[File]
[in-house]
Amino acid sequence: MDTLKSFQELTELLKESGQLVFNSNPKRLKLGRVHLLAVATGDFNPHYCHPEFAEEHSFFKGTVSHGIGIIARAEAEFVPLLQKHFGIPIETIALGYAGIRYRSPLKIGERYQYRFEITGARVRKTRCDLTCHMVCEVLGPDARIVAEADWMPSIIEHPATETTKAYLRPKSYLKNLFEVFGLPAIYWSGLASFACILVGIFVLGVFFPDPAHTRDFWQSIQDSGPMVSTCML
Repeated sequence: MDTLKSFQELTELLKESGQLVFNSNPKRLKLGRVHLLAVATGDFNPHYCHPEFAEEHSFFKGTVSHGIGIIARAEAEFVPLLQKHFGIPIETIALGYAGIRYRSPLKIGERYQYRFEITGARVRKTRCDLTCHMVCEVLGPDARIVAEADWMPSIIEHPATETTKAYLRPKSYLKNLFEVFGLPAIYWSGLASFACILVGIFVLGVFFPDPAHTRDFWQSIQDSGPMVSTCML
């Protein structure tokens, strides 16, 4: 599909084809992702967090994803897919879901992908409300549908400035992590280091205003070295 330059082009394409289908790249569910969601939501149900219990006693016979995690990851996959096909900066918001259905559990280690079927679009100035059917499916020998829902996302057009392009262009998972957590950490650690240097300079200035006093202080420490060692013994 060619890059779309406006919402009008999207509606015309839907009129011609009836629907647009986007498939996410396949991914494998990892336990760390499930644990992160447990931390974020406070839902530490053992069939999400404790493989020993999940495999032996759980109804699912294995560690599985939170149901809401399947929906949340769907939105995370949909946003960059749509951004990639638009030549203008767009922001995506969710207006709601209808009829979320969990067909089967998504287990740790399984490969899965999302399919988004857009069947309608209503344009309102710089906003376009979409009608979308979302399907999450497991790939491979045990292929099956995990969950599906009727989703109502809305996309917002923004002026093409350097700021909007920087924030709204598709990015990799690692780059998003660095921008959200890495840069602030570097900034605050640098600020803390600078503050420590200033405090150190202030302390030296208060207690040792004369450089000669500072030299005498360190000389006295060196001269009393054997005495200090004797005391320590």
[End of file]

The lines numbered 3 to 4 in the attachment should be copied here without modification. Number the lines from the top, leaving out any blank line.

Repeated sequence: MDTLKSFQELTELLKESGQLVFNSNPKRLKLGRVHLLAVATGDFNPHYCHPEFAEEHSFFKGTVSHGIGIIARAEAEFVPLLQKHFGIPIETIALGYAGIRYRSPLKIGERYQYRFEITGARVRKTRCDLTCHMVCEVLGPDARIVAEADWMPSIIEHPATETTKAYLRPKSYLKNLFEVFGLPAIYWSGLASFACILVGIFVLGVFFPDPAHTRDFWQSIQDSGPMVSTCML
């Protein structure tokens, strides 16, 4: 599909084809992702967090994803897919879901992908409300549908400035992590280091205003070295 330059082009394409289908790249569910969601939501149900219990006693016979995690990851996959096909900066918001259905559990280690079927679009100035059917499916020998829902996302057009392009262009998972957590950490650690240097300079200035006093202080420490060692013994 060619890059779309406006919402009008999207509606015309839907009129011609009836629907647009986007498939996410396949991914494998990892336990760390499930644990992160447990931390974020406070839902530490053992069939999400404790493989020993999940495999032996759980109804699912294995560690599985939170149901809401399947929906949340769907939105995370949909946003960059749509951004990639638009030549203008767009922001995506969710207006709601209808009829979320969990067909089967998504287990740790399984490969899965999302399919988004857009069947309608209503344009309102710089906003376009979409009608979308979302399907999450497991790939491979045990292929099956995990969950599906009727989703109502809305996309917002923004002026093409350097700021909007920087924030709204598709990015990799690692780059998003660095921008959200890495840069602030570097900034605050640098600020803390600078503050420590200033405090150190202030302390030296208060207690040792004369450089000669500072030299005498360190000389006295060196001269009393054997005495200090004797005391320590």